Finally, I also use the results from the above experiments to parameterize models that study the relative importance of gene flow, habitat heterogeneity, FDS predation pressure, FDS mating success, and genetic linkage on polymorphism. Such empirical parameterizations of the evolutionary process accounting for multiple interacting selective forces throughout the life-history of populations, as opposed to studies on single mechanisms, are rare.
Understanding how organisms evolve to changing environments is fundamental to developing an efficient response to our current biodiversity crisis. For example, some introduced species are often initially restricted in their new environments, but then abruptly proliferate to become invasive pests. This change may be caused by the ability of the invader to quickly evolve new adaptations after establishment. I have been using two large-scale introductions of the rapidly evolving Trinidadian guppy to examine two objectives.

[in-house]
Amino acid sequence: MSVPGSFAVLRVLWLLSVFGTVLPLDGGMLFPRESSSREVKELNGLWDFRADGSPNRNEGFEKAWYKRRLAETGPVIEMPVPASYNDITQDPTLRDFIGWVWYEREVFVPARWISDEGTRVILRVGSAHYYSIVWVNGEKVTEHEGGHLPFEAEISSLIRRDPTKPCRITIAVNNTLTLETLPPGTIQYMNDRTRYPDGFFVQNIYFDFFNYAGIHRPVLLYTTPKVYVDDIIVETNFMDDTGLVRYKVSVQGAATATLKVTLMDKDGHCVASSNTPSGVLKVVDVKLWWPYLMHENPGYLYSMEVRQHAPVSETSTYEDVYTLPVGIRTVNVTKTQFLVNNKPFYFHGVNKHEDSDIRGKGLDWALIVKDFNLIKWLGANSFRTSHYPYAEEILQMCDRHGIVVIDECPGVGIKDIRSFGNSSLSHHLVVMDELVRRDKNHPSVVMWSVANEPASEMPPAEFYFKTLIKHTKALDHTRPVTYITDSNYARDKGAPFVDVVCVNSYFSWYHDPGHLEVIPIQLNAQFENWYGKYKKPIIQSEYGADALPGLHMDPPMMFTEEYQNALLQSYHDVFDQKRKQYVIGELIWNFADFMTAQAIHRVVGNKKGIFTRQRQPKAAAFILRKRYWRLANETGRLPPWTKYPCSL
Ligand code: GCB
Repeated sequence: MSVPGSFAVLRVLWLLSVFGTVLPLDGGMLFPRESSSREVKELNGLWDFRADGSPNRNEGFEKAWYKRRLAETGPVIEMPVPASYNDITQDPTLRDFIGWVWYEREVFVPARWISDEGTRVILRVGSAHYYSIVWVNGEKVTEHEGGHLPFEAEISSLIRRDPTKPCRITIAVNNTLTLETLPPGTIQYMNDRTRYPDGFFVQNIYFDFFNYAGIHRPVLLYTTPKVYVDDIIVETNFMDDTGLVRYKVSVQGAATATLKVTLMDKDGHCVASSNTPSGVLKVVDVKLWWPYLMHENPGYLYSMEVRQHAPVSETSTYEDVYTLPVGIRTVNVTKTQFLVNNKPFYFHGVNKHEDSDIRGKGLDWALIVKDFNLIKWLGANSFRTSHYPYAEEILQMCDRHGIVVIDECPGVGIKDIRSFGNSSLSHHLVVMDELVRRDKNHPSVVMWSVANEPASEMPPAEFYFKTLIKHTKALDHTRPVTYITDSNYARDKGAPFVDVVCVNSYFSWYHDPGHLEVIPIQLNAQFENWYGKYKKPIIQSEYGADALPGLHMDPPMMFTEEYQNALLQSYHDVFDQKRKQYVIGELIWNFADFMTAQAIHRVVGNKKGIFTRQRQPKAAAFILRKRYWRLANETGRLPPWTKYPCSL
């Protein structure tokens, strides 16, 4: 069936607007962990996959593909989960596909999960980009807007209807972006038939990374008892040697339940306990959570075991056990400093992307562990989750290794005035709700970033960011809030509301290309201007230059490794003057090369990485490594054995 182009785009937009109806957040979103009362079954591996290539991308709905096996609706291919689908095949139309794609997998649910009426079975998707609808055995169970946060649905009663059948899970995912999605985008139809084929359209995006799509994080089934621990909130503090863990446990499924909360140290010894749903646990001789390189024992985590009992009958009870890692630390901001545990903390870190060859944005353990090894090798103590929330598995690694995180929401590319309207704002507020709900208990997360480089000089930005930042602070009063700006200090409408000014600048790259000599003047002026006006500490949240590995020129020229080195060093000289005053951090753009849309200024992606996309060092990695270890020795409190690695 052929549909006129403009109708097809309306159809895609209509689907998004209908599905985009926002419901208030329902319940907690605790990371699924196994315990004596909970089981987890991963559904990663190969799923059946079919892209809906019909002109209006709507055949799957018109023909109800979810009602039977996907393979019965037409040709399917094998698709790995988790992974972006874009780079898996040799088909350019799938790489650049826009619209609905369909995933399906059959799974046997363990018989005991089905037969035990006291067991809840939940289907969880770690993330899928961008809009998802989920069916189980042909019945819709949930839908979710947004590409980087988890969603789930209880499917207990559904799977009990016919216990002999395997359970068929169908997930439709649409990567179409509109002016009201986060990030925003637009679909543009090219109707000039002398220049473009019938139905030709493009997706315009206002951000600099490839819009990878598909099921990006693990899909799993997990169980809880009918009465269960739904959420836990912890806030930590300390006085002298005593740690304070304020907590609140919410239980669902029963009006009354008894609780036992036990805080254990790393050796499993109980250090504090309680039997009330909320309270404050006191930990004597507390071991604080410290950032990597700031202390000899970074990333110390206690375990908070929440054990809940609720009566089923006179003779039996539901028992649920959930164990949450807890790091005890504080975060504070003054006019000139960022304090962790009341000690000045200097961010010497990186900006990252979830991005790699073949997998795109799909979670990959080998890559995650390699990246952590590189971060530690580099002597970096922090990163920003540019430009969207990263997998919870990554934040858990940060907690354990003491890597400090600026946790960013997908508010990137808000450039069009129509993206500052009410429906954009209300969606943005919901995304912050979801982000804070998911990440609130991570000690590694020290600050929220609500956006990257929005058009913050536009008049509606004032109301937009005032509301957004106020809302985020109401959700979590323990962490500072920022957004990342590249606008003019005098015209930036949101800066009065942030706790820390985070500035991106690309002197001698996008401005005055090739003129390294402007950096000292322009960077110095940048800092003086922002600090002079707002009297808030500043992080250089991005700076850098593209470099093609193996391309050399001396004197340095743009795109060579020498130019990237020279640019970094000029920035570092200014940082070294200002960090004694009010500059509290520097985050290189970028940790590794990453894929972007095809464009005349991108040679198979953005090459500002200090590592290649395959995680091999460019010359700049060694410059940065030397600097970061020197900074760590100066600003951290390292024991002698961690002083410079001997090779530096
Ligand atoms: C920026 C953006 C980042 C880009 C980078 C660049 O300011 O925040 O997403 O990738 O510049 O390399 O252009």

The Trinidadian guppy Poecilia reticulata
Guppies inhabit small freshwater streams in Trinidad in what has been described by some as a natural experiment. In the Northern range mountains of Trinidad, rivers are arranged in parallel flowing both to the north and south slope of the mountain range, providing convenient replication and allowing testable predictions regarding evolutionary change across rivers.
In each river, guppy habitats are separated by barrier waterfalls which block large predators from getting to the more upstream environments, called low predation environments.